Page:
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Inge Hardekop * 1925
Harders Kamp 1 (Bergedorf, Lohbrügge)
AM STEINHOF WIEN
Inge Hardekop, born 13 May 1925 in Sande/Lohbrügge, admitted to the Alsterdorf Institution 21 Nov. 1940, transferred to the Wagner von Jauregg Institution in Vienna 16 Aug. 1943, died 29 Nov. 1944
Harders Kamp 1 (formerly Kampstraße 5)
On 14 September 1940 a welfare worker wrote a report to the Hamburg-Bergedorf Public Health Authority and the Hamburg Welfare Agency stating the reasons for admitting Inge Hardekop to institutional care. The report begins: "The young woman Inge Hardekop, a cripple and a psychopath, has been in my care for several years. She has lived with her grandparents, Karl Ohle (*17 June 1882 in Güüstrow, farmworker) and his wife Bertha Ohle, née Fischer (*15 Aug. 1879 in Gumbinnen, East Prussia), both residing in Hamburg-Lohbrügge, since her earliest childhood. Inge, who suffers from high-degree feeble-mindedness and has severely crippled feet and lightly crippled hands, was cared for impeccably by her grandmother. … Inge was never a difficult child.” The fact that Inge spent more time with her grandparents than with her parents was due to her father’s early death and possibly also to her disabilities.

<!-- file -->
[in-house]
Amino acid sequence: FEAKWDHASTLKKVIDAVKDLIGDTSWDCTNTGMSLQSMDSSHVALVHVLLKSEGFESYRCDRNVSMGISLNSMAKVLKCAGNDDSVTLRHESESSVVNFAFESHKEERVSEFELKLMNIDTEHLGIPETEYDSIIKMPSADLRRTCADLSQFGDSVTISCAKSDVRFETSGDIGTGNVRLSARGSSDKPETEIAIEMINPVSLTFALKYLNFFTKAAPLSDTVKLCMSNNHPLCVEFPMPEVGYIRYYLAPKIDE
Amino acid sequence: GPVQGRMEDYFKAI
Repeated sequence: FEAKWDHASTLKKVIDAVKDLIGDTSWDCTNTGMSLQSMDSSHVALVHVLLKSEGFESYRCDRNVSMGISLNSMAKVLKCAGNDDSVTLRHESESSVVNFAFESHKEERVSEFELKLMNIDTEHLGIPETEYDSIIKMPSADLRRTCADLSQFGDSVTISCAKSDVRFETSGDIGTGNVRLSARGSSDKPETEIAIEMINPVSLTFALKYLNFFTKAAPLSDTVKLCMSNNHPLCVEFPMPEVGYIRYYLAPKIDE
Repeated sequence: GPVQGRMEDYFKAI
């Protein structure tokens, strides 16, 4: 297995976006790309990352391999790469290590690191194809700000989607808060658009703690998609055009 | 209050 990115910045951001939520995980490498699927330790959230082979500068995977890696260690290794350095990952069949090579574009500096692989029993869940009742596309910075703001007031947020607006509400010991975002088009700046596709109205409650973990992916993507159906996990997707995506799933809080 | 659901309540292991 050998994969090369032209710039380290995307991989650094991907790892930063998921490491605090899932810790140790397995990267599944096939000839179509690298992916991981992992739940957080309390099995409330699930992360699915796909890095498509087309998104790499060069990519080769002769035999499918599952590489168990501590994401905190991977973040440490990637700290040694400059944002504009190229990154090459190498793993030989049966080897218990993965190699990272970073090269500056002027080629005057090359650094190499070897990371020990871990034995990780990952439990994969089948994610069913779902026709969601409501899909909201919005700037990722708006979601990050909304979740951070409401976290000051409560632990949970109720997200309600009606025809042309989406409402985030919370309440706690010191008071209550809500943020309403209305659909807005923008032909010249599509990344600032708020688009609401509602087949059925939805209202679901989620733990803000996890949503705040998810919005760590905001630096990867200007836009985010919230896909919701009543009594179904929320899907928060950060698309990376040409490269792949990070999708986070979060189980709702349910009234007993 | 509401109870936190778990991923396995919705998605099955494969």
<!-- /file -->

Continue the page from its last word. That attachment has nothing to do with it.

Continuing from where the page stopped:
Emil Hardekop (*10 Aug. 1903 in Koburg in the Lauenburg administrative district) and Erna Mahncke (*15 Oct. 1901 in Sande, present-day Lohbrügge) married during the time of hyperinflation. Their first child, Mimi, was born on 10 Nov. 1923, but eight weeks later of pneumonia. Inge was born 18 months later, on 13 May 1925. Her hands and feet were not fully formed at birth. Her left foot later developed into a club foot, and her left eye never opened. Inge eventually learned to walk, although later than most children. She also learned how to make herself understood, although her speech never developed beyond inarticulate sounds.
When Inge was four years old, her father died, aged only 25, of pneumonia and nephritis. Inge received an orphan’s pension, but it was not enough to support her and her mother, so Erna Hardekop had to work. She knew the hardships of widows and orphans from her own experience – her father, Johannes Mahnke, had died in 1915, aged 36, of throat cancer, leaving behind her mother Bertha and two daughters, the 14-year-old Erna and 10-year-old Else. Bertha later married Karl Ohle, a farmworker three years her junior. The couple had no children. Karl Ohle later became Inge’s legal guardian and he and his wife Bertha cared for her very attentively.
Erna Hardekop also remarried. Her second husband, Franz Rösler, was a relative of her late husband, and worked at the Goslar glass bead plant in Bergedorf. He and Inge developed a good relationship.